13. At the request of Dr. Ferrara's attorney, the employment agreement contained specific reference to Dr. Ferrara's participation in APAA's pension and profit sharing plans. See letter dated June 15, 1982 attached to the stipulated facts as Exhibit "E".

 14. The employment agreement provided that Dr. Ferrara's participation in the pension plan and the profit sharing plan was to begin on September 1, 1983.

 15. The employment agreement further provided that upon three years of participation in the plans, Dr. Ferrara would become fully vested.

 16. The 1976 plans, as amended in 1978, were in effect at the time Dr. Ferrara commenced employment with APAA and are the pertinent plans for determining the plaintiff's eligibility for participation in the plans.

 17. APAA's pension and profit sharing plans were again amended and restated effective March 1, 1984. A copy of APAA's 1984 pension plan is attached as part of Exhibit "B" to plaintiff's complaint, and a copy of APAA's 1984 profit sharing plan is attached as part of Exhibit "C" to plaintiff's complaint.

 18. The IRS approved and qualified APAA's 1984 pension and profit sharing plans.

 19. In 1984, since Dr. Ferrara was already a participant under the 1976 plans, his status as a participant remained unaffected by the 1984 plans.

 20. The 1984 plans effected no change in the vesting schedule implemented by the 1978 amendments, nor did they effect any material change in the pertinent vesting provisions.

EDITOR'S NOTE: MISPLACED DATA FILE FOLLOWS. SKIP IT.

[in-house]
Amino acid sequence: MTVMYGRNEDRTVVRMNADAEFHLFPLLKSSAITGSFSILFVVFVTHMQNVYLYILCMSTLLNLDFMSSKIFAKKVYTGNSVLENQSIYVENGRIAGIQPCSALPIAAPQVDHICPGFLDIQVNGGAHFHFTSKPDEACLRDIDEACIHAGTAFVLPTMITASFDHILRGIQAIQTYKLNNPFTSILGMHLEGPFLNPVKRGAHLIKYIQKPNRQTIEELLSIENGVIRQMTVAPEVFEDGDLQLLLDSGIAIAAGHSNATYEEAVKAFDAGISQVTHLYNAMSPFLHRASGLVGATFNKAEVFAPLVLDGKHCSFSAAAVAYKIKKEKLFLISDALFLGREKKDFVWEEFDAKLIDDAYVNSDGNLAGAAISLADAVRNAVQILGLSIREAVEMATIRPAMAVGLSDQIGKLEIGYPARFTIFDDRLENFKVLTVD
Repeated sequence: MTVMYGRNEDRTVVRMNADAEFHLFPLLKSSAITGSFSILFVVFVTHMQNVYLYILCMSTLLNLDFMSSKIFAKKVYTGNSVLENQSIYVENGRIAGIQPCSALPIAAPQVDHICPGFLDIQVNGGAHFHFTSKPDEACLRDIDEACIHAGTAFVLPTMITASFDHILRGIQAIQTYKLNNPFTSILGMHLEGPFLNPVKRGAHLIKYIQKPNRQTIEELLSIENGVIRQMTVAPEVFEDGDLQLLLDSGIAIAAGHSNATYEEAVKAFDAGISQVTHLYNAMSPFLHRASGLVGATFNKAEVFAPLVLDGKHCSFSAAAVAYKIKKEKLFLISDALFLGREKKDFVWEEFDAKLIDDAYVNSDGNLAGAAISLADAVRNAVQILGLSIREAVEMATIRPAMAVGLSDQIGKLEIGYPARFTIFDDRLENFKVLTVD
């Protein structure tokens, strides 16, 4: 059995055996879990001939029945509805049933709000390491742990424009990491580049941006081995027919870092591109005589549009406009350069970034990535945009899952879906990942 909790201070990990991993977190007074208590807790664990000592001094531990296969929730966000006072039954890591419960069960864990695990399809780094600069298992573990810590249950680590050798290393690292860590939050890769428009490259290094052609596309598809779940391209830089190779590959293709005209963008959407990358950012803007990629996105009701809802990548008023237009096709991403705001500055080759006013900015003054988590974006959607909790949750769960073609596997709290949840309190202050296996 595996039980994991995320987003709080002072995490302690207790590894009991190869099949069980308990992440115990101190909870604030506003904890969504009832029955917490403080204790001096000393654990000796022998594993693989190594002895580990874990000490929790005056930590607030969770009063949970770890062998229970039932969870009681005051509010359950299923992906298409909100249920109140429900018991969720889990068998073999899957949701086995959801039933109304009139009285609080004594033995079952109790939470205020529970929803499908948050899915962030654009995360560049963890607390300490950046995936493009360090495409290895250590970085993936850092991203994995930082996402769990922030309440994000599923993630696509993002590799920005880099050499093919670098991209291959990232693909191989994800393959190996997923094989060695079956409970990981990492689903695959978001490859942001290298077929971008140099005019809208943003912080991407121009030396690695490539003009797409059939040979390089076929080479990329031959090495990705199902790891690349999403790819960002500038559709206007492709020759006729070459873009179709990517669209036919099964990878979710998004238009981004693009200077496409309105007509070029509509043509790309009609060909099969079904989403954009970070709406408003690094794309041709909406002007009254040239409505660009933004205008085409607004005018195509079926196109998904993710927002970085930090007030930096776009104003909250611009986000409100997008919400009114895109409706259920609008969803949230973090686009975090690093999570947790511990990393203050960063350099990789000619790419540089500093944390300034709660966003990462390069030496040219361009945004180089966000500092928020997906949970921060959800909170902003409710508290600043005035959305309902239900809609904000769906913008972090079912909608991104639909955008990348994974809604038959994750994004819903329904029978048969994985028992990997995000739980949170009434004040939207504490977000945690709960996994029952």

21. Thus, for purposes of vesting, analysis under the 1984 plans yields the same result as under the 1978 amendments of the 1976 plans.

 22. Both plans, at § 5.4 of the 1984 amendments, schedule vesting according to years of service, conferring one hundred percent (100%) vesting only after three (3) years of service.

 23. A "year of service" is defined as "the computation period of twelve (12) consecutive months herein set forth, during which an employee has at least one thousand (1,000) hours of service." (See § 1.46 of the 1984 plans).

 24. For vesting purposes, the relevant twelve (12) consecutive month period is the plan year. (See plans at § 1.46).

 25. The plan year begins on March 1 and ends on the last day of February. (See plans at § 1.34).

 26. On February 26, 1985, Dr. Ferrara's employment with APAA terminated.

 27. Dr. Ferrara worked at least 1,000 hours for APAA in each of the following time periods: August 1, 1982 through February 28, 1983; March 1, 1983 through February 29, 1984; and March 1, 1984 through February 26, 1985.

 28. When Dr. Ferrara's employment came to an end, he requested payment of one hundred percent (100%) of the benefits under the plans.

 29. APAA has refused to pay one hundred percent (100%) of the benefits claimed by Dr. Ferrara, contending that Dr. Ferrara failed to complete three (3) years of service under the plans.

 After trial the parties agreed to reopen the case and stipulate to the following additional facts:

 30. The funds at issue in this action are solely and entirely employer contributions to the plan.

 31. During the years in question, the amount of employer contributions made to the accounts of Dr. James Esler, Plan Administrator, was the maximum annual contribution permitted by law (i.e. $ 30,000.00 per annum).

 32. The fund in the accounts of plaintiff, Dr. Frank Ferrara, have been frozen pending the resolution of this dispute; there has been no distribution of those funds to any plan participant.


 As outlined in the stipulated findings of fact, plaintiff seeks to recover one hundred percent (100%) of benefits the APAA allegedly owes him under their pension and profit sharing plans. Plaintiff argues that in failing to pay the claimed benefits, APAA breached the employment agreement, the pension and profit sharing plans, and violated ERISA.